Think back on the people you most admire, whether they were a personal friend or office associate. They probably all had three traits in common: trust, empathy and mentorship.
No matter how talented or knowledgeable we may be, we often crave the guiding hand of a reliable mentor. We want someone to know and care about us, someone who will always have our back. Only that kind of trust can empower people to believe in themselves, take risks and stretch their own capabilities. And when they rise and fall, their leaders should be as human as they are—taking joy in their successes and gently guiding them after their misfortunes.
“Those bright lines between kings and subjects, nobles and serfs, bosses and “workers” are gone.”
The distinction between leaders and followers is dead. In fact, we often spend our days switching between both roles. Workplace success depends on knowing how great leaders lead by following and great followers follow by leading.
Perhaps first and foremost, great followers are innovators. Rather than wait to be assigned what to do, they offer up their own ideas accompanied with a go-to attitude. While still being coachable, great followers prove they have the ability to make goals and direct themselves on their quest to success. Followers of this caliber quickly earn the trust of their peers and advisors as they model characteristics of both followers and leaders.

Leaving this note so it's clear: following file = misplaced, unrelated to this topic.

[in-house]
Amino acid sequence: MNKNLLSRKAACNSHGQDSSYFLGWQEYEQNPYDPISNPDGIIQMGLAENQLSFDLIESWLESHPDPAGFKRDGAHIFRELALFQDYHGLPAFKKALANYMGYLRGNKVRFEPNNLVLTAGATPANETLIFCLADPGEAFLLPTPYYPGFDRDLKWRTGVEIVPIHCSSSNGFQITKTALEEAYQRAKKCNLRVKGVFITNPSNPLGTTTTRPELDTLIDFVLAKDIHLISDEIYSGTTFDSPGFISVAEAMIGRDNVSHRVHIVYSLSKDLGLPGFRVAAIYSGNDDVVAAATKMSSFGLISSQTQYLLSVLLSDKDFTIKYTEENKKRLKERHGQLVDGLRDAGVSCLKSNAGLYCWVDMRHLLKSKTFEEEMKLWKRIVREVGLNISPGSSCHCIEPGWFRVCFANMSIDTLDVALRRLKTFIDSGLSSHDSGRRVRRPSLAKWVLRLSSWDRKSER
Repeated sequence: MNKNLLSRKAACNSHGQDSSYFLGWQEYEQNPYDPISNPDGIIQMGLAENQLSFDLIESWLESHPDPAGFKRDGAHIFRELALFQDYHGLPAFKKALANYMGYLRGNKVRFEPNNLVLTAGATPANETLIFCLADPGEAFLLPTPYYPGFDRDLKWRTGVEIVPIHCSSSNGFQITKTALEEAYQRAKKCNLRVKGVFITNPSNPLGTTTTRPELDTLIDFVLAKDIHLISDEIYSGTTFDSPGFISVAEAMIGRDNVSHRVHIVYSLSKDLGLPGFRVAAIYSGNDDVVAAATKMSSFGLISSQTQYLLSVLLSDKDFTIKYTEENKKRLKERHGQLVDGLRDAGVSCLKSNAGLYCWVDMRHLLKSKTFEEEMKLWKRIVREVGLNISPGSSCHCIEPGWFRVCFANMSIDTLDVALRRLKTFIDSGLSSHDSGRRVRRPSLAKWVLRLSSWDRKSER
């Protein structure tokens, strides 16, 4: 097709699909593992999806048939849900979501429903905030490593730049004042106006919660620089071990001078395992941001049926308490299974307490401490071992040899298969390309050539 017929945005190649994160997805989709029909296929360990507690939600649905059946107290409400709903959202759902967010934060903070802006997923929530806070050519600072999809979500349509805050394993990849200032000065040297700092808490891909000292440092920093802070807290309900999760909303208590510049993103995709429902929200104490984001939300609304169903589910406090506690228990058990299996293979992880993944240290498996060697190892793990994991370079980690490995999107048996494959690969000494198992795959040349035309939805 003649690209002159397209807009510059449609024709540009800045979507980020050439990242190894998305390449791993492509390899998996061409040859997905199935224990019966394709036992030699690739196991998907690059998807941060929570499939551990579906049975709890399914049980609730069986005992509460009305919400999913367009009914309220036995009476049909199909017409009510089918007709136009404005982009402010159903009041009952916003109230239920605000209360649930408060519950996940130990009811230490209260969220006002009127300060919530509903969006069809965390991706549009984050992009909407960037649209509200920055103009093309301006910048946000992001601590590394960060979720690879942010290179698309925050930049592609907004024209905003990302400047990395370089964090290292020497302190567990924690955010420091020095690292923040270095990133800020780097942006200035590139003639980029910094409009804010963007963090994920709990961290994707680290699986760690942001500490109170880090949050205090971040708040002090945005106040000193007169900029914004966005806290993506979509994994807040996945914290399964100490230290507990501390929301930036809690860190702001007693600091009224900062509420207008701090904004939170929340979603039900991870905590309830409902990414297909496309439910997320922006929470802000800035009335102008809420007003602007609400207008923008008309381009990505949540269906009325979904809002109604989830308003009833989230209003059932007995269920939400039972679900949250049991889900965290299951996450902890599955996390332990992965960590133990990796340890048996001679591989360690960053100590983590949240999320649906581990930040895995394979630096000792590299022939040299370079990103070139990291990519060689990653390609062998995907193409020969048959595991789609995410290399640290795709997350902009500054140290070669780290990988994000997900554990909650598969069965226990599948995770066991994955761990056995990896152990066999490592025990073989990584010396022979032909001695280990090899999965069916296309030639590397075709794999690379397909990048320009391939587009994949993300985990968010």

“Failure ultimately shapes you as a leader.”
Examining your failures lacks a certain element of entertainment, but the wisdom you’ll gather from doing so will help you manage future adversity and enhance your skills as a leader. Truth is, if you can’t think of your three greatest failures, perhaps you don’t stretch yourself enough. Failure can fuel the most rewarding triumphs of your career.
If you were never confronted with failure, you would never be forced to choose a different—and perhaps more difficult—road. On the way down that new path, you’ll learn to stretch your abilities and grasp previously unseen opportunities. As you allow failure to teach rather than define you, you’ll realize second chances are everywhere. And this time, your instincts are stronger, your mind more perceptive and your actions more adept.
Author: CEO.com STAFF